Once you have viewed some properties, it’s really important that you provide the agent with some feedback on your viewing. Sellers are always very keen to know what people think of their home, even if you didn’t like – feedback is the lifeblood of sellers finding out what they may need to do or what changes they could make to their property in order to help it sell, so your feedback is crucial to help them. There’s nothing more frustrating for a home seller than having someone view their home but not getting any feedback whatsoever after their viewing appointment.

Once you have found your preferred property, the next stage is to make an offer.

Making an offer

Making an offer

Once you have found your ideal property it is time to make an offer to the estate agent.

Before deciding how much to offer, consider carefully how much you can realistically afford. By now you should have a good idea of what sort of mortgage is available to you (if you need one), add up any other funds you are putting into the purchase, deposit, financial gifts etc and make sure you build into your sums costs like solicitors fees, removal fees (if applicable), stamp duty land tax etc.

Depending on whether or not your offer is accepted by the seller will determine your next course of action. Often reaching an agreement on the agreeable price can involve some delicate negotiations which the estate agent should help and guide you through.

Once a purchase price has been agreed there’s some important housekeeping that is required before you can move forward to instructing a solicitor/conveyancer.

Offer agreed

Offer agreed

Once you receive confirmation that your offer has been accepted (subject to contract) we will require various documentation from you before moving further forward.

Estate agents are strictly governed by various anti money laundering regulations including Money Laundering, Terrorist Financing and Transfer of Funds Regulations 2017, Proceeds of Crime Act 2002, Terrorism Act 2000, Criminal Finances Act 2017, Sanctions and Anti Money Laundering Act (2018) and Anti-terrorism, Crime and Security Act 2001.

What this means to you is that we are legally obliged to carry out all reasonable checks to verify the source of your funds, whether that be your deposit or the whole amount and we may ask for proof of your available funds as well as some evidence of where certain funds came from, particularly if they are high cash amounts. Please don’t take this personally – we are closely monitored by HM Revenue & Customs and are simply fulfilling our legal obligations.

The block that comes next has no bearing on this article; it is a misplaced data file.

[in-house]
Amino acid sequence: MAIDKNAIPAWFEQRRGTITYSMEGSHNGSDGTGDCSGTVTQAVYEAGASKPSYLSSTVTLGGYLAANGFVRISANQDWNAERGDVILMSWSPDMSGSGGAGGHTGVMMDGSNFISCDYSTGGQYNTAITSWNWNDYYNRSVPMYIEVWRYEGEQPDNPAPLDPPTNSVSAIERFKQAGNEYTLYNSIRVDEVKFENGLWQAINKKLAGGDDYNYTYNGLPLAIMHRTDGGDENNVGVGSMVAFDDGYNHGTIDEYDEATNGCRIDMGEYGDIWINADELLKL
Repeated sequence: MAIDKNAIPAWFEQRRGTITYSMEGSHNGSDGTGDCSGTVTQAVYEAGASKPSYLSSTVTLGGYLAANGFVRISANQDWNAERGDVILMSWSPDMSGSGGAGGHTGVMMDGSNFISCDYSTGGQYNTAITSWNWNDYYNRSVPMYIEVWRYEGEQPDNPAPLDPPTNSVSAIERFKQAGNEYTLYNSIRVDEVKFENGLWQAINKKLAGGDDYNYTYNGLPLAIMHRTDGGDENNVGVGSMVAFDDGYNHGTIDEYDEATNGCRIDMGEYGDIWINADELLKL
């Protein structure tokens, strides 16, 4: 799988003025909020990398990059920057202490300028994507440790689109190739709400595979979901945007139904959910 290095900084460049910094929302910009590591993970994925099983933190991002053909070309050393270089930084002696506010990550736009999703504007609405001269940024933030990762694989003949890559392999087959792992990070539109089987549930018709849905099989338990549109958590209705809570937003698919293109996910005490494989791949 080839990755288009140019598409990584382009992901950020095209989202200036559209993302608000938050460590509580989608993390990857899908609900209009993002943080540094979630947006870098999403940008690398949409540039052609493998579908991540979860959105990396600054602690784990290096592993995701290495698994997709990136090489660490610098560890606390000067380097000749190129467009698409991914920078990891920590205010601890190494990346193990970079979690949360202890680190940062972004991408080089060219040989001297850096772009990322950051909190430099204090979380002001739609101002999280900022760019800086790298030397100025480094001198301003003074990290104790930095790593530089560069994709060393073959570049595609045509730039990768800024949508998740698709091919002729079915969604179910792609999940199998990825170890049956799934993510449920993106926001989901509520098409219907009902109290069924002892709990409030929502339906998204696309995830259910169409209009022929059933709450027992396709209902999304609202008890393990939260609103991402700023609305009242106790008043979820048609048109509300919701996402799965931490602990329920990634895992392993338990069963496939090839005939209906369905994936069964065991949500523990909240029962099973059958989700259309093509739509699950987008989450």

In addition, we will ask for evidence of your identity which should include photographic evidence (passport or driving licence/HM forces or government issued ID card) and documented address evidence from a reliable source such as HMRC, a bank or building society letter or statement or council tax bill etc.

Once all of the relevant checks are in place the next stage is to instruct your chosen solicitor or conveyancer. If you don’t have one lined up we are happy to help point you in the right direction. We don’t receive any financial remuneration from any firms of conveyancers so any advice we give will be based upon local recommendation only.

TOP TIP – watch out for companies or estate agents that refer you to a conveyancer in return for a fee from that firm – it could be argued that you are not be recommended to the conveyancer in your best interests, but instead you are being recommend purely for their financial reward – always carry out your own due diligence and if in doubt – ask. They have a legal obligation to tell you if that is the case!

Once you have chosen your conveyancer or solicitor they will need your written confirmation to start proceedings and your agreement to their terms of engagement. They will also need a sales memorandum from us,- a copy of which we will send to yourself, the seller and the sellers solicitor, so that all parties have all the facts, details and information relating to the property transaction.

The conveyancers will then commence the legal conveyancing to convey the title (ownership) of the property from the seller to the buyer.



This is the legal term for the transfer of ownership of a property from one party to another. Your solicitor will liaise with the seller’s solicitor whilst carrying out Land Registry and Local Authority searches to establish the boundaries of the property, any restrictive covenants or potential developments in the area that may affect your new home.

Typically, this process can take anything from 8 to 16 weeks depending on the simplicity of the transaction and the situation the buyer and sellers are in. We will liaise between your solicitor and the seller’s solicitor, working up and down any chain, and trying to communicate any news as we go. It’s important that you keep in regular contact with your solicitor and respond promptly whenever they request information to help facilitate a smooth and quick transaction.

The next stage relates to your finance and survey and is equally important to stay keenly on top of.

Mortgage Offer and Surveys

Mortgage Offer and Surveys

Although this is step 7, it very much runs concurrent with steps 5 and 6 and is important to start the process immediately after step 5, alongside the commencement of the conveyancing.

Unless you are a cash buyer this is the time to formally apply for a mortgage on this property, with the help of your financial advisor or lender. You may have an agreement or decision in principle with a lender at this stage but in order to proceed further you will need a formal offer of mortgage which relates to the property you intend to purchase. Therefore you need to put in a full application for a mortgage, which will then trigger a number of things to happen, such as credit checks, employment referencing, further ID checks, affordability calculations etc.

It is likely that this will also be the point at which a survey (or valuation/property inspection) will need arranging for the mortgage company on your behalf. This report is often referred to as a valuation report rather than a survey since its main purpose is to establish that the property you are buying offers suitable security and value to the mortgage lender. This report will often cover any suspected major defects and/or potential problems but it is not considered a detailed survey and won’t inspect the finer points of the property.